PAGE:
I remember spending a glorious five days in the hospital following the c-section birth of my son. It was a really nice hospital with a private suite with a flat-screen TV, decent food and even a massage and spa service. You read that right. I could order a freaking pedicure — and I did. I was in a safe cocoon of baby love and people who were waiting on me, but the fact that I was a brand new single mum didn’t escape me. As much as I wanted to be independent and too cool for school when I got home, I waved the white flag and asked for help. Here’s how I handled the first few weeks home alone with my brand new mini-me …
1. Ask for help. You likely had someone at your side when you delivered and the nurse was there to take your screaming baby into the nursery so you could catch some Zzzzs. As you ease into single motherhood, accept and ask for help. My mum slept over my apartment the first week I brought my son Jack home and my dad was basically a round-the-clock chef. I welcomed girlfriends (with pizza!) over to visit and grabbed a quick shower while they argued over who could hold my son first. Trust me, it’s not a sign of weakness — even if you signed up to be a single mum or whatever your circumstances may be. It doesn’t always take a daddy in the home — but it does take a village!
2. Sleep when your baby sleeps. Duh, this is excellent, tried-and-true advice for all new mums, but single mums should really crawl into bed when their newborn is napping no matter what time it is, or how many dishes are in the sink. Here’s why: There’s no one to tag team with in the night. You’ll be changing a nappy, then feeding your baby, then rocking your baby back to sleep — if your baby even goes back to sleep. You’re a one woman circus now, so rest up whenever you can, because you’re on every two hours in the night those first couple of months.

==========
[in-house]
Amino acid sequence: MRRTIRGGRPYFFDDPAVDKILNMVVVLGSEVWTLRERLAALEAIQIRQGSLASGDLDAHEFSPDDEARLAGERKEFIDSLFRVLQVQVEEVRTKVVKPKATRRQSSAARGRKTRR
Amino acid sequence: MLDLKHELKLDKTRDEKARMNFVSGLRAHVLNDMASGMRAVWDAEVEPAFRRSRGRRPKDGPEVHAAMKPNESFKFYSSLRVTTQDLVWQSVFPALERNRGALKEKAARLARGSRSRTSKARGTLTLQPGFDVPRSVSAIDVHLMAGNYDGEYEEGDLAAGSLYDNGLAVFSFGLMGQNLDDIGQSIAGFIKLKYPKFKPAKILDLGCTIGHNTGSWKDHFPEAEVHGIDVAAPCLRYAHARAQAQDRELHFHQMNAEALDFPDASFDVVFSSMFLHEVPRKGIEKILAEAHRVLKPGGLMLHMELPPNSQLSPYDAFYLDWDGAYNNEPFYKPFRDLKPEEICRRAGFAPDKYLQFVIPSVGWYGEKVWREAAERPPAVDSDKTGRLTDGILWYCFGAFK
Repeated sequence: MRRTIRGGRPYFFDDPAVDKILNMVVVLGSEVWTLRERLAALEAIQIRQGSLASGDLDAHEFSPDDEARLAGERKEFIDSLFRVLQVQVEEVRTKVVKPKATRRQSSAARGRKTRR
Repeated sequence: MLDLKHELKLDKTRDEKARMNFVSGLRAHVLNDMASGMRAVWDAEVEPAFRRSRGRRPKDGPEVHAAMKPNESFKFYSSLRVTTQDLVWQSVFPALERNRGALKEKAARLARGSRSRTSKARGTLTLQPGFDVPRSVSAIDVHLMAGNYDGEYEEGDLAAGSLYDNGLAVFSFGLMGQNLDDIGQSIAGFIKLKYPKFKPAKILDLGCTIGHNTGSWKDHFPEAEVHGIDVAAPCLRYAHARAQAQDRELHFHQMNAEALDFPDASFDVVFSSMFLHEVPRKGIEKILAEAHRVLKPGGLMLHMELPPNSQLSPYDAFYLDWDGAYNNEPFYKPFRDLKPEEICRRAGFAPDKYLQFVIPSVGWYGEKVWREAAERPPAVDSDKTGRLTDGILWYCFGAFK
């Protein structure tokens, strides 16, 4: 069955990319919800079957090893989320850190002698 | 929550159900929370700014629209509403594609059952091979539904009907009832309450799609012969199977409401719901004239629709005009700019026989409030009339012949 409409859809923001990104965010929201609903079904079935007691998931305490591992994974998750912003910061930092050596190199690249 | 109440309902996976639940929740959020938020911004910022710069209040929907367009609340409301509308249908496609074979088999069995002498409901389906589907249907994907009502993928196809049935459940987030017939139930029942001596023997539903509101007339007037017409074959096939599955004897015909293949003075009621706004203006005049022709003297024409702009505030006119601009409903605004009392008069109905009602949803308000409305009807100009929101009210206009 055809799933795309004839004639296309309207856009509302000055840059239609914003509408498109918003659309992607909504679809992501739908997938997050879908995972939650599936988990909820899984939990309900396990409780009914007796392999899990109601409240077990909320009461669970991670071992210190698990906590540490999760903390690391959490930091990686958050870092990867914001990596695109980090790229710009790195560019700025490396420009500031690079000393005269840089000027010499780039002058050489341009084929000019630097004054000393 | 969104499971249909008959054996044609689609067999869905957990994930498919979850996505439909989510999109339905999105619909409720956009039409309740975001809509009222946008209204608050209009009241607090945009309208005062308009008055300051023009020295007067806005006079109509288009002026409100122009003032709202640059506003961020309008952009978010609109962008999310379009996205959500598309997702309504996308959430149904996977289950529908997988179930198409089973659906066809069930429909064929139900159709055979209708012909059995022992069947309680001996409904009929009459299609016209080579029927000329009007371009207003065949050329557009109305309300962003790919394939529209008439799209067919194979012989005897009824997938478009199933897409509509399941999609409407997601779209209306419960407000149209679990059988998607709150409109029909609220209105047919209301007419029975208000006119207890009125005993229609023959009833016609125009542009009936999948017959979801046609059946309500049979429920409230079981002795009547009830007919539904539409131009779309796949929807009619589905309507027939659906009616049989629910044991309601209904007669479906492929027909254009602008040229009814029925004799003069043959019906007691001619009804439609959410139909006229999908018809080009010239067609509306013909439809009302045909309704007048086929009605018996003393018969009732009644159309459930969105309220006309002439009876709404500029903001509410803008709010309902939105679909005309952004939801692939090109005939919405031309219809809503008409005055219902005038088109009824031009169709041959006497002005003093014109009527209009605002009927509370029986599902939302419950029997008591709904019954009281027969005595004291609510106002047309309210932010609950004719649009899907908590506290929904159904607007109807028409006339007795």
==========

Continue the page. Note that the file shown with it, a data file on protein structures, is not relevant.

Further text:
3. Have someone take pictures of you with your baby. Professional newborn portraits are great, but you’ll also want to capture everyday moments with your baby. I was notorious for making family and friends take photos of Jack and me doing mundane things, like him sleeping on my chest while I lounged in mismatched jammies on the couch, or ones of me hovering over the kitchen sink making a cone of bubbles atop his perfect little head during bath time. If you don’t have family and friends take these random pics, you’ll end up with a zillion, adorable photos of just the baby. You’ll want mummy and me snaps to look back at. (Six years later, I still ask strangers in the park to take pictures of us swinging!)
4. Give yourself a break. When Jack was a month old I accepted an invitation to have brunch with my girlfriend. My mum was excited to have her grandson all to herself for an extended period of time and I was, quite frankly, thrilled to have a mimosa and salad with my pal. I have tons of married mum friends and their supportive husbands watch their baby while mum gets a Sunday pedi or goes shopping. Single newbie mums especially deserve time to clear their heads and relax sans baby — you have my word!
More tips for single mums:
- 10 Things Only Single Mums Get
- 8 Guys Reveal How They Feel About Dating Single Mums
- What it’s Like to Be Single & Dating As a Breastfeeding Mum